* I've changed the blog address from www.sarahsworld.me back to the original (badly chosen, but I'm stuck with it) address of www.kiwikchat.blogspot.com .

This means that some links to older posts and old links from other sites don't work. :(

Wednesday, April 27, 2011

Coming off anti - depressants...

Hi,

I just wanted to share my experience coming off amitriptyline. It's been a bit of a revelation to me.

 I was originally prescribed it to help with three things:
- Depression.
- Aches and joint pains.
- Sleep.

I'd been on it since September last year, starting at 25 mg and working up to 100mg, when I decided I need a change.   I went back to my doctor to ask for a change in medication because I was feeling very depressed and although I was sleeping, it was very hard to get to sleep and I hoped to try something else.  He told me to wean myself off it slowly and gave me a new prescription to try at the end of month.

But then another health test complicated matters, I had to do a 24hr urine test which required that I be off anti-depressants for 3 days prior.

So I went cold turkey.

It's now been four days since my last anti-depressant and I feel great.

Turns out that they were depressing me in more ways than one.  My brain fog has cleared and I can talk again (longer than 30mins).  I'm back.  I'm me again. I know I'll still be the same person this afternoon and won't be a complete mess if someone calls or stops by.  I wake up and after 10mins I'm already really awake and myself again (it can be disappointing, just one day I'd like to wake up and be Jessica Alba or Scarlet Johansson).

It's such a relief and while my body is still pretty broken I finally feel awake and like I could actually do something with my mind.  Which is why I'm writing this blog...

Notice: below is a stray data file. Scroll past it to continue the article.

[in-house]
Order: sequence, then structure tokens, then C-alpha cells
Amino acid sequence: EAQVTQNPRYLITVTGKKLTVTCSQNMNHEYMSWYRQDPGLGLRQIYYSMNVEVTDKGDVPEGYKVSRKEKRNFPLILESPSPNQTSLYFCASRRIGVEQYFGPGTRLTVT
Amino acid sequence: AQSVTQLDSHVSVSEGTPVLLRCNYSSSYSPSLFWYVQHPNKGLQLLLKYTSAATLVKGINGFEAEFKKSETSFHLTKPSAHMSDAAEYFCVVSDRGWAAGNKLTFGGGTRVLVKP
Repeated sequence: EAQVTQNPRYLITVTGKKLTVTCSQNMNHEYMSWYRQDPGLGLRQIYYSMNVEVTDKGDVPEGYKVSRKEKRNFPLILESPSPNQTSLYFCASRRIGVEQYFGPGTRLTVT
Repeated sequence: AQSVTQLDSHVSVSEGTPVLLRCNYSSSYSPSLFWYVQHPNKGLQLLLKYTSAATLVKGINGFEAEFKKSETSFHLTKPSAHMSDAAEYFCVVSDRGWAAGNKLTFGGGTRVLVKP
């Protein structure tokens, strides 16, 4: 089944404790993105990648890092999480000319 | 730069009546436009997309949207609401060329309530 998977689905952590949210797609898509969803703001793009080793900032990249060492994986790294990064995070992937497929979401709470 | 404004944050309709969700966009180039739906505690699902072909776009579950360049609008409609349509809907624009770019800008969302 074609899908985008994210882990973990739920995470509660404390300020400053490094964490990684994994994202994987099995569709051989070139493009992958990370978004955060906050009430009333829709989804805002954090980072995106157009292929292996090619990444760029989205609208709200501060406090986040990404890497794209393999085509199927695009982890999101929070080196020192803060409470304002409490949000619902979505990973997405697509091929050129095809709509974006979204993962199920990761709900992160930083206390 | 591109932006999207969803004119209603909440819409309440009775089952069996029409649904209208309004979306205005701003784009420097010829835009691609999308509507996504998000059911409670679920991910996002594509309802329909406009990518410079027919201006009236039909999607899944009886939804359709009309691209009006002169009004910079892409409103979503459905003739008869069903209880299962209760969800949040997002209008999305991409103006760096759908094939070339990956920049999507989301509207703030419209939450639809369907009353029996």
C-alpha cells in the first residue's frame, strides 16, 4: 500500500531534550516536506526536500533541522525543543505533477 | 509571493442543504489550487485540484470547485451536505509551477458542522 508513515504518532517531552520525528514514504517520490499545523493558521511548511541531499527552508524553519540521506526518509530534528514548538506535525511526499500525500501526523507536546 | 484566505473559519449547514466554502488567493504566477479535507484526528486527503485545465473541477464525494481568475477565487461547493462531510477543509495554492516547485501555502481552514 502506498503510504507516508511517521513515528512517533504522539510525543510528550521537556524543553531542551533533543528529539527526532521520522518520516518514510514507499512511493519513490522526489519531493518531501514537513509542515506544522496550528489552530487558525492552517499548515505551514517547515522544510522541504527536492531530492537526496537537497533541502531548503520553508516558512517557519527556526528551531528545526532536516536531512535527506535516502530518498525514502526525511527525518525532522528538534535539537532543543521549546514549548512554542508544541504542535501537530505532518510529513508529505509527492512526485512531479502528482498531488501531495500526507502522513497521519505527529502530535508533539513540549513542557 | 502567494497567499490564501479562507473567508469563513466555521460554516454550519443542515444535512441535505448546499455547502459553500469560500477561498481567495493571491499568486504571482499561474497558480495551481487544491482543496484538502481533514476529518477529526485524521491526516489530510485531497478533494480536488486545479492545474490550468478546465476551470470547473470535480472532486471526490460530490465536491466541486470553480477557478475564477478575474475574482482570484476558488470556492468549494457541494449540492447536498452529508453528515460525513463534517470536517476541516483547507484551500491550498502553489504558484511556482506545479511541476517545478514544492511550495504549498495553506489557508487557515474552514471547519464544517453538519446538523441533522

Whoopee.

The only downside is that the sleeping hasn't really come back but I'm going to wait a bit and see if my natural body rhythm re-establishes itself after a bit longer off the amitriptyline.

Needless to say, I am keen to stay off anti-depressants.

Well I'm off to bed, I am hoping to get an early night.  I have a psychologist appointment in the morning,  I guess I might still need it.   Seems a bit ironic, last week when I went to the appointment there was a mix up and she wasn't there.  This week I feel really well and stable and have trouble remembering what I had trouble with last week.

Take care.
xx

Sunday, April 24, 2011

Things I wish someone had told me about M.E.

Everything is clear with 20/20 hindsight. What would you tell yourself if you could go back to when you first got sick?  What would you have done differently?

For me personally there are a few things I would have liked to know when I first got me/cfs.

This isn't medical advice, I am not a doctor and my body is no doubt very different to yours, but I'd like to share some of the things that would have helped me on the off chance that they might help you or someone you know.

I update this periodically as I learn more about myself and M.E. The last update was March 7 of 2012. 

Immediate practical advice on pacing and diet: